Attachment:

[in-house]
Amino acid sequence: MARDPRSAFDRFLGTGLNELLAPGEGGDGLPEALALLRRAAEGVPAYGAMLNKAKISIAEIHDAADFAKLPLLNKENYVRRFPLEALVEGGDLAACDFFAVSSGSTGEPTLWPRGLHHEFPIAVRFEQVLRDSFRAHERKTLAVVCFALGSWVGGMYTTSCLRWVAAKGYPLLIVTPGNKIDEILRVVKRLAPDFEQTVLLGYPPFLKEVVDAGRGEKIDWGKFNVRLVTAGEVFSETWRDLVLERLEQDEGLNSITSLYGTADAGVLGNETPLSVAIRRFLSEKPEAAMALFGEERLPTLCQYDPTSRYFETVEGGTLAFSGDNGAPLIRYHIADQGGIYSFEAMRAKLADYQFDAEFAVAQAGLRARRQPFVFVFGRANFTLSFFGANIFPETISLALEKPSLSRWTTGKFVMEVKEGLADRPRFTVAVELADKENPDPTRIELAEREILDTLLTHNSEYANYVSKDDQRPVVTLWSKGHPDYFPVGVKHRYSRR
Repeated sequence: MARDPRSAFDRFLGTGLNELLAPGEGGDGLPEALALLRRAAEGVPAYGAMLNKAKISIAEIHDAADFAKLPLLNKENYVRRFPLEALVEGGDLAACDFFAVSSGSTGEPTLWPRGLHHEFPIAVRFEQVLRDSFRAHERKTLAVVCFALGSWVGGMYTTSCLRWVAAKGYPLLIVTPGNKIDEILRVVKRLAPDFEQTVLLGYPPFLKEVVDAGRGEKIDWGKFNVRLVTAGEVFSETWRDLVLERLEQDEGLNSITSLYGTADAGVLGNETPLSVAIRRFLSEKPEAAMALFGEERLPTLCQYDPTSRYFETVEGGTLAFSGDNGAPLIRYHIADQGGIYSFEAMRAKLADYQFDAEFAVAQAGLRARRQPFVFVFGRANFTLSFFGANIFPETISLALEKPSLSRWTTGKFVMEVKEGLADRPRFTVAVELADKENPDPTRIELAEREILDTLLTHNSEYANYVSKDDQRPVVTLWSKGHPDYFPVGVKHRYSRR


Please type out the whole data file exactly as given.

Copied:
[in-house]
Amino acid sequence: MARDPRSAFDRFLGTGLNELLAPGEGGDGLPEALALLRRAAEGVPAYGAMLNKAKISIAEIHDAADFAKLPLLNKENYVRRFPLEALVEGGDLAACDFFAVSSGSTGEPTLWPRGLHHEFPIAVRFEQVLRDSFRAHERKTLAVVCFALGSWVGGMYTTSCLRWVAAKGYPLLIVTPGNKIDEILRVVKRLAPDFEQTVLLGYPPFLKEVVDAGRGEKIDWGKFNVRLVTAGEVFSETWRDLVLERLEQDEGLNSITSLYGTADAGVLGNETPLSVAIRRFLSEKPEAAMALFGEERLPTLCQYDPTSRYFETVEGGTLAFSGDNGAPLIRYHIADQGGIYSFEAMRAKLADYQFDAEFAVAQAGLRARRQPFVFVFGRANFTLSFFGANIFPETISLALEKPSLSRWTTGKFVMEVKEGLADRPRFTVAVELADKENPDPTRIELAEREILDTLLTHNSEYANYVSKDDQRPVVTLWSKGHPDYFPVGVKHRYSRR
Repeated sequence: MARDPRSAFDRFLGTGLNELLAPGEGGDGLPEALALLRRAAEGVPAYGAMLNKAKISIAEIHDAADFAKLPLLNKENYVRRFPLEALVEGGDLAACDFFAVSSGSTGEPTLWPRGLHHEFPIAVRFEQVLRDSFRAHERKTLAVVCFALGSWVGGMYTTSCLRWVAAKGYPLLIVTPGNKIDEILRVVKRLAPDFEQTVLLGYPPFLKEVVDAGRGEKIDWGKFNVRLVTAGEVFSETWRDLVLERLEQDEGLNSITSLYGTADAGVLGNETPLSVAIRRFLSEKPEAAMALFGEERLPTLCQYDPTSRYFETVEGGTLAFSGDNGAPLIRYHIADQGGIYSFEAMRAKLADYQFDAEFAVAQAGLRARRQPFVFVFGRANFTLSFFGANIFPETISLALEKPSLSRWTTGKFVMEVKEGLADRPRFTVAVELADKENPDPTRIELAEREILDTLLTHNSEYANYVSKDDQRPVVTLWSKGHPDYFPVGVKHRYSRR